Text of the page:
Patch reports that opponents of a proposal to hike wages for tipped New York workers say Sarah Jessica Parker should stick to the screen. Restaurant owners and other activists called on the “Sex and the City” star to halt her push to raise the minimum wage for tipped employees, which they say would hurt businesses and workers alike.
“She may have eaten at some of New York’s best restaurants, but that doesn’t make her an expert in this industry,” Jessica Walker, president and CEO of the Manhattan Chamber of Commerce, said in a statement Thursday. “Eliminating the tipped-wage credit will cost jobs, restaurants will close, and unemployment will rise.”
Parker was one of 16 actresses who reportedly sent a March letter urging Gov. Andrew Cuomo to end the state’s minimum wage tip credit, which allows businesses to pay tipped employees a lower base wage as long as they make the full minimum wage when income from tips is included.
New York City food service workers at businesses with at least 11 employees currently get a minimum wage of $8.65 an hour, while the general minimum wage is $13.
Supporters of the change argue the predominantly female tipped workforce — which includes restaurant servers, bartenders, beauticians and car wash workers — shouldn’t have to rely on tips and subject themselves to harassment to earn a living. Cuomo’s administration is holding two hearings on the proposal in New York City in the next two weeks.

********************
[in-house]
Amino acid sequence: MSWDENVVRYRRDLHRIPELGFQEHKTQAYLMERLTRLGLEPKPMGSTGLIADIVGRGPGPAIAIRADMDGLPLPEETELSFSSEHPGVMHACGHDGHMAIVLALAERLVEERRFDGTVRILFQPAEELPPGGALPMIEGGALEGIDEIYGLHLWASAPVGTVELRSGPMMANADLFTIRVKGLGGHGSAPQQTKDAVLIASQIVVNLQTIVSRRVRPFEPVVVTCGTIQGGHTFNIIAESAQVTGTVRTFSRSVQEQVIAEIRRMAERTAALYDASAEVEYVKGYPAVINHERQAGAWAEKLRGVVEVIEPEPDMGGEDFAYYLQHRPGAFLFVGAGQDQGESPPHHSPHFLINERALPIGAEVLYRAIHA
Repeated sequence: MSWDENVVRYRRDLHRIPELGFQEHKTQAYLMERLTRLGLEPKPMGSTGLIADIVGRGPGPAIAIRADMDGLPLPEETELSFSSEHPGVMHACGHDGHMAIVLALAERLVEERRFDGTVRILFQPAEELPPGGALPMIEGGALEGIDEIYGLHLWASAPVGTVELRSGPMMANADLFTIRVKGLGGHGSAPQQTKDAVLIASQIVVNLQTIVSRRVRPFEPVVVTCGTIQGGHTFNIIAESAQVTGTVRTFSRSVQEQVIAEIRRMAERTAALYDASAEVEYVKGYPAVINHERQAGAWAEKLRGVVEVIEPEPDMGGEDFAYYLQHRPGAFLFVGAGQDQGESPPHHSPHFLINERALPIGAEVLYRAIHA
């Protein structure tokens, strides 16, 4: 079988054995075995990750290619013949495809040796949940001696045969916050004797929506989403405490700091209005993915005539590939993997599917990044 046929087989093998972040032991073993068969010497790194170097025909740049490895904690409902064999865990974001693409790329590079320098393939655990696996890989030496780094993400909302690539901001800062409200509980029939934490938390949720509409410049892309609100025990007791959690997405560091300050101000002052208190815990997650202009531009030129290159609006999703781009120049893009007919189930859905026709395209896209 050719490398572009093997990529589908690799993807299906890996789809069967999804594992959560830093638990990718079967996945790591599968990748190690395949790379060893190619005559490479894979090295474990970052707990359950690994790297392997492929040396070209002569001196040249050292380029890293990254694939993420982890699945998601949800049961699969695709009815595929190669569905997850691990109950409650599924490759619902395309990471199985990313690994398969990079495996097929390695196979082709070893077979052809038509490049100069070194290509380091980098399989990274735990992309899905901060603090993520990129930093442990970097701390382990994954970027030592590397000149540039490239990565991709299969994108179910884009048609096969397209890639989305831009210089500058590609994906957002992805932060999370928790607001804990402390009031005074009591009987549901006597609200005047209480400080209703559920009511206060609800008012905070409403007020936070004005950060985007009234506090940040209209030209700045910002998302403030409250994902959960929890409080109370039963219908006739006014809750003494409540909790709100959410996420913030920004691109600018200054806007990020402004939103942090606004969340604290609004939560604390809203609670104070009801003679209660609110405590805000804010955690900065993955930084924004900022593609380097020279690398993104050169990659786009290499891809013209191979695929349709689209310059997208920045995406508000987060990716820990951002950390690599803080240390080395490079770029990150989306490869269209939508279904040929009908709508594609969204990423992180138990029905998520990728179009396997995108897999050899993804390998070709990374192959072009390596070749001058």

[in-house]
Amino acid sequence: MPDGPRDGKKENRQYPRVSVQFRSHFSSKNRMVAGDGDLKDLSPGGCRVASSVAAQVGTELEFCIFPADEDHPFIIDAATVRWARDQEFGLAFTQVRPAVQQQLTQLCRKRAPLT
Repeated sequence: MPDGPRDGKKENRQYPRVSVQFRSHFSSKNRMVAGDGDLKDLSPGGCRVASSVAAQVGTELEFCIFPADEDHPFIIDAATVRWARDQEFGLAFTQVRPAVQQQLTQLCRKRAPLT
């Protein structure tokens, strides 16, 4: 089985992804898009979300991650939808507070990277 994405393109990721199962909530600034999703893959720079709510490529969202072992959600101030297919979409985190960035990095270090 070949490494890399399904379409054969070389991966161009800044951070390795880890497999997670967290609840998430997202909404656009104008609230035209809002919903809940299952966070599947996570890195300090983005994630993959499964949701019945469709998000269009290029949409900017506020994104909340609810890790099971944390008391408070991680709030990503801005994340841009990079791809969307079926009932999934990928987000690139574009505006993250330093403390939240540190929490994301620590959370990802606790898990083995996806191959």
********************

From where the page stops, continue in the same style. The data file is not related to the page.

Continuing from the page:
But the measure’s opponents — including Parker’s detractors — say it would drive up costs for small businesses, leaving customers paying more and some workers taking home less cash.
They slammed the actress for holding a secretive fundraiser for One Fair Wage, a group pushing to end the tip credit, without hearing from restaurant employees and others whom the change would affect. The $50,000-a-table event last month was moved to an undisclosed location apparently to keep protesters out, the New York Post reported.
“This is about stopping policy-makers from making a terrible error in the name of working men and women who don’t want it,” said Petrushka Bazin Larsen, the owner of Harlem’s Sugar Hill Creamery.
“This is about stopping policy-makers from making a terrible error in the name of working men and women who don’t want it,” said Petrushka Bazin Larsen, the owner of Harlem’s Sugar Hill Creamery. “It’s a misguided effort that will only result in unbearable costs, empty commercial real estate, and longer unemployment lines.”
Opponents have also disputed the link between the tip credit and harassment, according to the Post.
A representative for Parker did not respond to a request for comment.
Seven states currently require tipped workers to be paid the full minimum wage, according to the U.S. Department of Labor. Washington has the highest wage floor of the lot at $11, still lower than New York City’s.